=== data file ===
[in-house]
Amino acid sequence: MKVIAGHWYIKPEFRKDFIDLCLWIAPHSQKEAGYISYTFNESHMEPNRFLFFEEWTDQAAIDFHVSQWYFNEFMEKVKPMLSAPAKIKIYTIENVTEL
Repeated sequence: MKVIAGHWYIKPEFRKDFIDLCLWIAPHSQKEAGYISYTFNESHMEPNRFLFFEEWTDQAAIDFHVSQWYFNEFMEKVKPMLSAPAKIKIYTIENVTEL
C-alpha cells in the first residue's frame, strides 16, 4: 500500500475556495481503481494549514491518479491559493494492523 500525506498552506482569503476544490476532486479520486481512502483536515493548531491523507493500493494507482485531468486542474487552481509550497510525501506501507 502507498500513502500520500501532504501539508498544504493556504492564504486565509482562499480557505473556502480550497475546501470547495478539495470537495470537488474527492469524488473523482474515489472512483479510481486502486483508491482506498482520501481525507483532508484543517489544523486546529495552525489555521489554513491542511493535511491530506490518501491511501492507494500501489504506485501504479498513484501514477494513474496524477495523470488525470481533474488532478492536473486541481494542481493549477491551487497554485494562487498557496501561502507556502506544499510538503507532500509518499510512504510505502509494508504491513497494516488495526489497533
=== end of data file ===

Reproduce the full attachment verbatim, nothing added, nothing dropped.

[in-house]
Amino acid sequence: MKVIAGHWYIKPEFRKDFIDLCLWIAPHSQKEAGYISYTFNESHMEPNRFLFFEEWTDQAAIDFHVSQWYFNEFMEKVKPMLSAPAKIKIYTIENVTEL
Repeated sequence: MKVIAGHWYIKPEFRKDFIDLCLWIAPHSQKEAGYISYTFNESHMEPNRFLFFEEWTDQAAIDFHVSQWYFNEFMEKVKPMLSAPAKIKIYTIENVTEL
C-alpha cells in the first residue's frame, strides 16, 4: 500500500475556495481503481494549514491518479491559493494492523 500525506498552506482569503476544490476532486479520486481512502483536515493548531491523507493500493494507482485531468486542474487552481509550497510525501506501507 502507498500513502500520500501532504501539508498544504493556504492564504486565509482562499480557505473556502480550497475546501470547495478539495470537495470537488474527492469524488473523482474515489472512483479510481486502486483508491482506498482520501481525507483532508484543517489544523486546529495552525489555521489554513491542511493535511491530506490518501491511501492507494500501489504506485501504479498513484501514477494513474496524477495523470488525470481533474488532478492536473486541481494542481493549477491551487497554485494562487498557496501561502507556502506544499510538503507532500509518499510512504510505502509494508504491513497494516488495526489497533